The film, “Unapologetic,” directed by Ashley O’Shay, aims to fix historical “slights” that have largely written Black female leadership out of the history of social movements. (Courtesy photo)

By Nadine Matthews
Special to the AFRO

Perhaps nothing symbolizes Janae Bosu’s growth more than the fact that she earned her Ph.D by the end of the four years during which the documentary Unapologetic was shot. Specifically, Unapologetic, now streaming on PBS as part of its POV series, chronicles the evolution of Bosu and another social activist, Bella Bahhs, as they blossom from fledgling, to mature activists.

This is fitting because the film, directed by Ashley O’Shay, also aims to begin fixing historical “slights” that have largely written Black female leadership out of the history of social movements, relegating them mainly to supporting characters. “The film,” Bosu stated in an interview with the AFRO, “is about Black women’s leadership in social movements.” Bosu represents the new generation of activists around areas of gender and race.

Bosu’s bona fides were earned during the Black Lives Matter movement, which was catalyzed by a series of high profile deaths at the hands of law enforcement, including Michael Brown, Freddie Gray, Philando Castile, and Laquan McDonald in the twenty-teens. The latter death occurred in Chicago, where Unapologetic finds its two powerful, charismatic subjects, Baahs and Bosu.

There was another death at the hands of police that occurred before those mentioned above, but it failed to garner the national mainstream attention they did. 22-year-old Chicagoan Rekia Boyd was shot and killed as she hung out with friends at a Chicago park. Finding justice for Boyd fueled Bosu’s determination, as she worked with Black Lives Matter and influenced Bosu’s subsequent shift in focus to primarily Black women and girls, though she emphasizes, “I’m for the liberation of all Black people.”

Bosu got her Ph.D in social work from the University of Illinois Chicago. She’s now director of research and advocacy for the National Black Women’s Justice Institute, a research think tank Bosu explains is, “by and for Black women and girls, working to end the criminalization of Black women and girls.” She further stated, “Everything that you see in the film around centering, protecting, and fighting for Black women, I am continuing to do in my work.” 

The example of Rekia Boyd is emblematic of Black female experience where, said Bosu, “Black women’s voices and actions are too often not heard or represented.” Though the deaths of Black men and boys like Trayvon Martin, Michael Brown and Freddie Gray held a vice grip on news cycles, websites, and papers for months, the deaths of women like Sandra Bland and Rekia Boyd did not. Bosu’s work attempts to correct that imbalance in the same way that the film attempts to cover the imbalance in coverage of Black women leaders.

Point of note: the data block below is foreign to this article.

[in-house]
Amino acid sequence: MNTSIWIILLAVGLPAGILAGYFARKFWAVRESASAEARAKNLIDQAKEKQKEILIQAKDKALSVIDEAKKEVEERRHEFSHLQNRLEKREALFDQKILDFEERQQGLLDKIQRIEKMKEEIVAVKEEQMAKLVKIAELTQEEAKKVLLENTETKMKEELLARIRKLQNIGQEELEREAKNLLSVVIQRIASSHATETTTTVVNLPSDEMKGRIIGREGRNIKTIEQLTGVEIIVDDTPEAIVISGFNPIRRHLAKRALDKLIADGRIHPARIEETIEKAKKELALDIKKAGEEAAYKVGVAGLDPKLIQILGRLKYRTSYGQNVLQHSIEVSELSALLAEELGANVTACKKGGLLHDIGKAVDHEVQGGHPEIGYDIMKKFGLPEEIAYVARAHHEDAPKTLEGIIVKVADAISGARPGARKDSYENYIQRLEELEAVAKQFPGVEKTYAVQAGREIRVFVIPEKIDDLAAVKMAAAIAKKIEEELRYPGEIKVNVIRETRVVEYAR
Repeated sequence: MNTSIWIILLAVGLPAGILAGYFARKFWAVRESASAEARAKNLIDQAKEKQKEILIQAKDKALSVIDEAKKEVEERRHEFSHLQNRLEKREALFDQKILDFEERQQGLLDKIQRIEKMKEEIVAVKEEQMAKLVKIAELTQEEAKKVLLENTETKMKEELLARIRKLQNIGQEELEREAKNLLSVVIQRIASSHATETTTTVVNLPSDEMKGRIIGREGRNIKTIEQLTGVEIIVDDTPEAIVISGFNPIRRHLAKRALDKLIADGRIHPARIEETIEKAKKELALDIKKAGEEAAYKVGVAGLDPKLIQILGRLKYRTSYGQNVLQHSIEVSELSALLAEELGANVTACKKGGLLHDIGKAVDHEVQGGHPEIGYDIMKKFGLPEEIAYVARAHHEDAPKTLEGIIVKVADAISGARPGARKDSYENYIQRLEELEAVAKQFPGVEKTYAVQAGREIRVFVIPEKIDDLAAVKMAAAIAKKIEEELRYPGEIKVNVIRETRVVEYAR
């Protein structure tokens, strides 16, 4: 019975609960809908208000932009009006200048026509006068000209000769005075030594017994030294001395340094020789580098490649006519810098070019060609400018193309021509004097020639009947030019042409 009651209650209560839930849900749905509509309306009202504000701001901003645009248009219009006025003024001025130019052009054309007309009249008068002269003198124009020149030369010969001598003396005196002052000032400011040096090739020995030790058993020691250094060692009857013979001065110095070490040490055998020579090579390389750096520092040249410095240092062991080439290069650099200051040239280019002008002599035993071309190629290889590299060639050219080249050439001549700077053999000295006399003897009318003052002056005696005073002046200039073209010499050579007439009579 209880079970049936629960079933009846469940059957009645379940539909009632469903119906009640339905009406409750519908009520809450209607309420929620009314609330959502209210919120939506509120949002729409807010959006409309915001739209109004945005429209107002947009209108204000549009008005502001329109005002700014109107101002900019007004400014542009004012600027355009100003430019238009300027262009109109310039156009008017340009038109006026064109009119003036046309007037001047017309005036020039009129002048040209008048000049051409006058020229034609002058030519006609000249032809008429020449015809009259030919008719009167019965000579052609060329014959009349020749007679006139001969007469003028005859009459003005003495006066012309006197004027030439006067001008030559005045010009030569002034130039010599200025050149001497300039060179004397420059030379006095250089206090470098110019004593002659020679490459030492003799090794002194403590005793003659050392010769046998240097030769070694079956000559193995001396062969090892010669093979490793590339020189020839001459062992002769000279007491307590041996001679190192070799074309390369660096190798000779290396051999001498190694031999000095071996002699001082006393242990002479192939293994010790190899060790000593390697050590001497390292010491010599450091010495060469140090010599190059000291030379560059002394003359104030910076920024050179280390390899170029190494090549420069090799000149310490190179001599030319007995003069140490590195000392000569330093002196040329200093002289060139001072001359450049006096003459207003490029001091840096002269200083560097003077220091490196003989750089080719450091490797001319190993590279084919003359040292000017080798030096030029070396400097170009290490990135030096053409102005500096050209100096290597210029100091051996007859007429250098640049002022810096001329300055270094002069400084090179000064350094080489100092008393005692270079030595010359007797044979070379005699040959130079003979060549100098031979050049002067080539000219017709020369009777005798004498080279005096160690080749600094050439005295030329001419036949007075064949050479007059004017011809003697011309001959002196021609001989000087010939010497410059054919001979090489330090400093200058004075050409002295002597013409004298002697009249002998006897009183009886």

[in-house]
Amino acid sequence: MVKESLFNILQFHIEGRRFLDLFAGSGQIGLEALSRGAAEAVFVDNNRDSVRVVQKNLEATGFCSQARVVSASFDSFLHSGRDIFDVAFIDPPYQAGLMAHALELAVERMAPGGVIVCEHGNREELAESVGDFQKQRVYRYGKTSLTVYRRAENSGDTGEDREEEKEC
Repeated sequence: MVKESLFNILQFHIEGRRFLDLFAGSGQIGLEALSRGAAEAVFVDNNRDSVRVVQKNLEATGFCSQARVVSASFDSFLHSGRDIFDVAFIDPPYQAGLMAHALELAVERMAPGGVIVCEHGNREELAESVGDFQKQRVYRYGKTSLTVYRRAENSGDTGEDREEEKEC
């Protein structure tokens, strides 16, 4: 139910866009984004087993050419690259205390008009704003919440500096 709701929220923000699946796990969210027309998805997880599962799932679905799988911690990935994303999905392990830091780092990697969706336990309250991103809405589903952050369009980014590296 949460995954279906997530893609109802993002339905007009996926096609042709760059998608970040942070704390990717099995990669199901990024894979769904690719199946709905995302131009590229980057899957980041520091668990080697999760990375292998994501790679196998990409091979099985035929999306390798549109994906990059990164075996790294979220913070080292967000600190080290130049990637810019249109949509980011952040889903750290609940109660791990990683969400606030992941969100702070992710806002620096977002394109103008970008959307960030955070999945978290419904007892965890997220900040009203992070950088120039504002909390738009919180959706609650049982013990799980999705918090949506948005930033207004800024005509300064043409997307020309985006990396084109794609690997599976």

Bosu admits part of the reason is because historically, Black men have been targeted more.”If we’re talking proportionately, more Black men are being killed by police, so there’s much less attention, care and outrage when a Black woman is also shot, or sexually assaulted by the police, or other Black men,” Bosu said.

But the slight differences in the way society treats Black women compared to Black men, is becoming increasingly slim, while simultaneously diverging from the treatment of White women. Bosu informs us that “Black women are the fastest growing population of people who are incarcerated.”

Some of the reasons are rooted in structural racism and similar to the reasons why young Black men and boys are shuttled into the criminal justice system at alarming rates. “Many people outside of Black women are socialized to see us as aggressors and incapable of victimization,” explained Bosu. “For example, many Black women who have been sexually assaulted, are in jail for defending themselves. Mandatory arrest laws have been shown to disproportionately impact Black women compared to White women.”

Bosu terms the way that violence toward Black women is often overlooked by society “invisibilization.” This falls under another umbrella term, “misogynoir,” coined to describe Black women’s particular experience of racism, anti-Blackness, and sexism simultaneously.

She urges others, particularly Black men, to learn to be more sensitive and active when it comes to Black women’s issues, in the same way that Black women often are for them. “Black men in particular can learn a thing or two from us about what it means to show up for each other,” stated Bosu.

Ultimately, Bosu said, she hopes to create “a world where Black women feel safer and a little bit freer of the violence that we face in our homes, our communities, and institutions, meant to serve and protect us but often harm us.”

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